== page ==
From Wes Iversen, editor of Quality, posted on the "Reader Forum." Quality is celebrating its 40th year of publication. We plan to take a look at the people and events that have shaped the quality movement. What do you think are the most significant events and trends that have impacted quality--either positively or negatively--over the past 40 years? Which individuals have had the most impact on the quality movement during that time and why?
Please post your answers in Reader Forum. Go to http://www.i-boards.com/bnp/qm.
One response came from Reader Forum visitor Thomas Berilla regarding the trends that have shaped quality during the past 40 years.
In the past 40 years, dozens of different methods have been developed and included in the ASME 14.5 Dimensioning and Tolerancing Standard to such a degree that it is not a "standard," but a dictionary of many standards. Most of the methods produce ambiguities and corruptions to designs and their methods of measurements, which produce less than optimum quality control, incorrect fits, poor product performance and less than optimum cost. The latest methods are not as good as our grandfather's methods. I have rediscovered from 200 years of history that the method used to create the industrial revolution is the American system. Quality must help rediscover the American system, compare it with all other methods, evaluate it, and then select the best method and make "it" the standard--scrapping the rest. I believe, the "D&T With the Basic Method" (Apr. 2001, p.102) does this. If another is better, then let it be the "standard."
From "Reader Forum" visitor Arnie Johansen.
Q: Does anyone know of software for a coordinate measuring machine (CMM) that gives measurements based on Y14.5M-1994? If I understand the standard correctly, a plane is defined by a minimum of the three highest points on the surface. A CMM only uses the points on the surface that an operator probes. There is no guarantee that an operator has hit the three highest points. Also, if the operator hits many of the points, a lot of programs use the least squares to define the plane. Perhaps an operator may simulate the plane by placing the part on a relatively flat surface and then probe that flat surface, and assume the three highest points on the part surface touch the relatively flat surface. The same thing is true for holes, which if I understand the standard correctly, are defined by the largest perfect circle pin that fits in the hole. Again, if I probe the hole with a CMM, I am not assured that I have hit the points that a perfect circle pin will touch in the imperfect hole. Any solutions? If the parts were perfect in form, such as perfectly flat, perfectly round and perpendicular to a surface, I could accept the CMM programs I know of. However, we may receive parts that are not perfect, and then the question of measurement of imperfect parts creates a new headache.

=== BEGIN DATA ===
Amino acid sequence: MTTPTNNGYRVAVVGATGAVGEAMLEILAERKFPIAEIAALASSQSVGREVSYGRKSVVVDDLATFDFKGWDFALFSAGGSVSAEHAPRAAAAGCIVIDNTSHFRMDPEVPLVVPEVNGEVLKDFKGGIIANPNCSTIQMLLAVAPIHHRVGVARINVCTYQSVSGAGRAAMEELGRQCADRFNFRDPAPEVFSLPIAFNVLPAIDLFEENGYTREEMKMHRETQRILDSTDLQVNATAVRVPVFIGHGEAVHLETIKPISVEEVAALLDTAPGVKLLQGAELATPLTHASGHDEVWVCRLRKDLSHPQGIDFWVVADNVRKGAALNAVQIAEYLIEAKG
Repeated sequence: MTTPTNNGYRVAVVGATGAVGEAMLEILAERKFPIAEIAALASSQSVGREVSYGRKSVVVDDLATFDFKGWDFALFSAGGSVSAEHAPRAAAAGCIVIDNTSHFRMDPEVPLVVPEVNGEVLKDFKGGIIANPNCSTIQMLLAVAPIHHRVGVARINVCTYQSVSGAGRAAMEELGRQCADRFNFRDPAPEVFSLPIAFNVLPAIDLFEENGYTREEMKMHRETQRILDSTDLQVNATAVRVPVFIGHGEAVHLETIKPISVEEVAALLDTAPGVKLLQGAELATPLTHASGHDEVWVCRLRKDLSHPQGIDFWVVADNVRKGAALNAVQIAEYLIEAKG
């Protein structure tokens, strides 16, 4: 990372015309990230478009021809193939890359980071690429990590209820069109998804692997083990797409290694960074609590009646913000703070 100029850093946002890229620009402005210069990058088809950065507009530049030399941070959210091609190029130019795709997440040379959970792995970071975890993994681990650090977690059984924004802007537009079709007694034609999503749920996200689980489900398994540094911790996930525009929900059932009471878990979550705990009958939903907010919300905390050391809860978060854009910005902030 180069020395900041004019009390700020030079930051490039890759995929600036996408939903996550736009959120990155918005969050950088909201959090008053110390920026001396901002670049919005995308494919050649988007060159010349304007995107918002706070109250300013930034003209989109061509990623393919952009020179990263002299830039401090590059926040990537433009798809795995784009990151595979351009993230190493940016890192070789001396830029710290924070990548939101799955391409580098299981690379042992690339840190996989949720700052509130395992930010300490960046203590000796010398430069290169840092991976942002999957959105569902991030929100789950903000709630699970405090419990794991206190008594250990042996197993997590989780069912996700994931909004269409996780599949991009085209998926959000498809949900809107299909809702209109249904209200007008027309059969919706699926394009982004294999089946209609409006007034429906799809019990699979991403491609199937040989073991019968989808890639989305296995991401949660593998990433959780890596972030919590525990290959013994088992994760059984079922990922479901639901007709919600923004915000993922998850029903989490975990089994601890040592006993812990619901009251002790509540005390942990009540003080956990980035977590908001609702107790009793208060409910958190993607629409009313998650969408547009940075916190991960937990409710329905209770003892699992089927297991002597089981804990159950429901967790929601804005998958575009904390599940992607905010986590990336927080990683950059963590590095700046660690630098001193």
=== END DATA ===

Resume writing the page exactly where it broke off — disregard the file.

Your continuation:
An answer came from Quality Online visitor Paul Jackson.
A: The most comprehensive and technically informative material designed to equip CMM operators with knowledge on how to use various software algorithms to extract geometric solutions for such things as tangent plane, related or unrelated actual mating envelope, maximum and minimum inscribed and circumscribed cylinders, is available in a class by Bill Tandler, Multimetrics Inc., Menlo Park, CA. The Web site address is http://www.multimetrics.com/applyingASMEY14.5CMMoper.html #ApplyingASMEY14.5MtoCMMOperation. Bill explains how to use the software in spite of its shortcomings to get the correct result. It is important to note that there are no perfect solutions for evaluating the imperfect geometry because the gages we use are imperfect and the points we gather are finite. It is however, important to understand how the chosen technique for data generation relates to the geometric tolerance specified.
Please include your name and e-mail when submitting a question, answer or comments to our Reader Forum section.
Survey of the Month.
Participate in our monthly survey on topics related and not-so-related to quality. Results for this month's survey will be printed in the August issue. E-mail your survey ideas to email@example.com.
We Need Help.
An upcoming case study will cover rapid prototyping. If your company specializes in this area and has a manufacturer that is willing to talk about how your product helped solve a problem, then e-mail your ideas to Kimberly Schmidt at firstname.lastname@example.org. Make sure to read the editorial guidelines before submitting stories. Other case study submissions are welcome.